Yeah, testing prior to the campaign is always going to be your best bet. You need to find out how your target audience ticks before deciding how best to approach pitching to them.

  • Adam said:

    While those are risks, I think the benefits of a landing page out weigh the downside. You do want to make it as easy as possible for your audience to reach your Kickstarter project, that is the whole reason you are doing this in the first place. But I dont think that extra step to reveal yourself of your needs and a little something about the project, will take away too much. They might just share or tweet the page out and never visit your project page, while not the pledge you were hoping for, it is still something you wanted anyway and that is a greater audience. You could put on the page “above all else, please Pledge” for them to not lose sight of the true goal.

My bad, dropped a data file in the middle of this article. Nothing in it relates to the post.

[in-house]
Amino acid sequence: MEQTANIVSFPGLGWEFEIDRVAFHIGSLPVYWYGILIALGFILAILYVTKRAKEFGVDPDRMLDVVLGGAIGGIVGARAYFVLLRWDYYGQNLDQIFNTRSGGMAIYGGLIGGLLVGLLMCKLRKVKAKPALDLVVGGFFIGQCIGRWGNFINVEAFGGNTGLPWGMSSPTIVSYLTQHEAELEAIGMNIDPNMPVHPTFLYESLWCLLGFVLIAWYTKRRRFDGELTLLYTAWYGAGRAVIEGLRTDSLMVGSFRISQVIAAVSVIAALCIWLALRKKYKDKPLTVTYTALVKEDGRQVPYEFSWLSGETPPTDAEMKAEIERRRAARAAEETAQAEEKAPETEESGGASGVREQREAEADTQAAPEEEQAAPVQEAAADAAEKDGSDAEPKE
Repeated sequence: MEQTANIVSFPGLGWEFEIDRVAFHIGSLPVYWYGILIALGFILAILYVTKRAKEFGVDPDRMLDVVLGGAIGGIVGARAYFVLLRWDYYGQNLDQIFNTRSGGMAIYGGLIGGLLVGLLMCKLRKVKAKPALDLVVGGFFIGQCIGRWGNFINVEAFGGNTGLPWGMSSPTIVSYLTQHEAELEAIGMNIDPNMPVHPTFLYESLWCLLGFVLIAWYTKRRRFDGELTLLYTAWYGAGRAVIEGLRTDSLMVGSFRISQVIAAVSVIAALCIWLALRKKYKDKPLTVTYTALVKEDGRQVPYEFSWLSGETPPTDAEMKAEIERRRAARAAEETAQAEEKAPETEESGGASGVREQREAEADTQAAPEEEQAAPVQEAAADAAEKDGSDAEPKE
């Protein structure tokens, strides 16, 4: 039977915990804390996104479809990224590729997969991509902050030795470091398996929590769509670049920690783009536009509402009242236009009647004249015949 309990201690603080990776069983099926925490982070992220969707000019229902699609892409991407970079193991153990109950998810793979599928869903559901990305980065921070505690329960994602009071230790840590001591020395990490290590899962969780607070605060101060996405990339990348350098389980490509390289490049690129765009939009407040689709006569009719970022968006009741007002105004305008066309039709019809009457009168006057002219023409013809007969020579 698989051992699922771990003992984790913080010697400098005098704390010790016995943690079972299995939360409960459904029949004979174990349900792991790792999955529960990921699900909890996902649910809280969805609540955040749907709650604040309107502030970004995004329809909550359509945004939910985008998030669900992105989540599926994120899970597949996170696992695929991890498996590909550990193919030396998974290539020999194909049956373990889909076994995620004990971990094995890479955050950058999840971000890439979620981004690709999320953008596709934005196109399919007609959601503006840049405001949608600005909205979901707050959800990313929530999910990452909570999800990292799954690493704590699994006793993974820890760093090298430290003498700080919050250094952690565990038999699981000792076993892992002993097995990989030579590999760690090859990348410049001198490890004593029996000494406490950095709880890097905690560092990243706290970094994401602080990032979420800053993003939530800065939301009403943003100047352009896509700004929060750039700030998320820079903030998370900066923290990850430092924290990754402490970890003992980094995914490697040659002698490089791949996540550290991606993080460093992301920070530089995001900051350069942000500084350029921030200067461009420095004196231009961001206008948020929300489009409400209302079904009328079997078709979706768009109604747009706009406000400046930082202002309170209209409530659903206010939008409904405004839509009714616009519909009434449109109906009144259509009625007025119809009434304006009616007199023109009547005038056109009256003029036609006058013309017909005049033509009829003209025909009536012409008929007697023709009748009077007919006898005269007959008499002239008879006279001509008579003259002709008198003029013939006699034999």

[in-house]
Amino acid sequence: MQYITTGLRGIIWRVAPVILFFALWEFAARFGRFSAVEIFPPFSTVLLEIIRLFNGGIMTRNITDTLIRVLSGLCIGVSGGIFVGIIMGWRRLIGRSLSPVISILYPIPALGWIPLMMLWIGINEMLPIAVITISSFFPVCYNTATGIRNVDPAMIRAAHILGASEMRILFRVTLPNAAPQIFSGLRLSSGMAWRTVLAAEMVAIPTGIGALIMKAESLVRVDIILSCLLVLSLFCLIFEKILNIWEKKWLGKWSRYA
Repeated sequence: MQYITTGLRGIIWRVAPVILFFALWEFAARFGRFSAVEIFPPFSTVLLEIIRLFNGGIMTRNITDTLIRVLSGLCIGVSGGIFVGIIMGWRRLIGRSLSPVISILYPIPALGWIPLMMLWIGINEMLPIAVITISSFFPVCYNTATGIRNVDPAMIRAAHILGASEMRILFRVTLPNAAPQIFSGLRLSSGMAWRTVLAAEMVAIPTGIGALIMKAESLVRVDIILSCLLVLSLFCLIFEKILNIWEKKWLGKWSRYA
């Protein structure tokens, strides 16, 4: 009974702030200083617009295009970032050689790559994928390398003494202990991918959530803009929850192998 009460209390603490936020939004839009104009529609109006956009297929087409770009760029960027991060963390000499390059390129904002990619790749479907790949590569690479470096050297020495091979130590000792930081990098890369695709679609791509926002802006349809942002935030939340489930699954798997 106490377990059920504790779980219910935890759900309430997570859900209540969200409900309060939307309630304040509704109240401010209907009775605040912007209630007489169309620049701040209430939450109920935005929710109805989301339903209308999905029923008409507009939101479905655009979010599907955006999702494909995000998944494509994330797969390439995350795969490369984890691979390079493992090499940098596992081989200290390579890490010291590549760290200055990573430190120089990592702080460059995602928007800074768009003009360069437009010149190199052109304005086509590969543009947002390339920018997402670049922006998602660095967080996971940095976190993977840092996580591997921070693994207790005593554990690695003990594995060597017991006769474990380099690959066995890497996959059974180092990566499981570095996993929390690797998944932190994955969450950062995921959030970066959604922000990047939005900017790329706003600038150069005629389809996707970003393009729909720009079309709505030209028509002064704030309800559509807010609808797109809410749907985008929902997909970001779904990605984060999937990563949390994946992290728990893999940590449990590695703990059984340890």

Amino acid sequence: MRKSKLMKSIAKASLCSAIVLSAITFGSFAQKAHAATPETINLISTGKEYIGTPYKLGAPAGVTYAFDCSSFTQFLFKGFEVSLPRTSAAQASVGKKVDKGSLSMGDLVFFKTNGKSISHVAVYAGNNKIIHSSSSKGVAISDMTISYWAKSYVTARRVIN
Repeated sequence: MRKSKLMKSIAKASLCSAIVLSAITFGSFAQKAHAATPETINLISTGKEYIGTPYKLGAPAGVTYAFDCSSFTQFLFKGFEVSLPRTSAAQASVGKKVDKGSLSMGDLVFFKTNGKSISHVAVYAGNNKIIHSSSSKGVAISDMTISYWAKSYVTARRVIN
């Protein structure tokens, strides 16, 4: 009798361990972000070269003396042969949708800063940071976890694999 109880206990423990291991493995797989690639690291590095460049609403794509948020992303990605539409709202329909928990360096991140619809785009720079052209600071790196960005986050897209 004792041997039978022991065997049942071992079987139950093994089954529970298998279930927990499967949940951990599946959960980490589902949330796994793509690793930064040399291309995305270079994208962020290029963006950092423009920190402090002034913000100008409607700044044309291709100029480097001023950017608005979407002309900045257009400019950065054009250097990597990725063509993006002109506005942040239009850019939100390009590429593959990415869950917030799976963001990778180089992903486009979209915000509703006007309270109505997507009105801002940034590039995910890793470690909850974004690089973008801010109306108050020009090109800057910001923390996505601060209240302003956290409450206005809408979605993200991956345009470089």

That landing page should also be good enough to convince people to check out your Kickstarter page. A Kickstarter project has a tendency to be fairly long and time consuming to check out. So if these people are lazy to begin with they might not sit through a 2min.+ video, or read the lengthy description, anyway.

    Kickstarter is also a new platform, and the majority of people still have never heard of it, and so dont know how it works. If you can prepare them slightly as to what to expect, for when they reach the page you might get a higher conversion rate. The value in being able to use the landing page prior to launch or after is just in my opinion too valuable to pass up over just one extra click.

  • Jacob A Tapia said:

    I think this is a great idea – especially for the A-B testing. That would help tremendously in figuring out what is working or not. Thanks!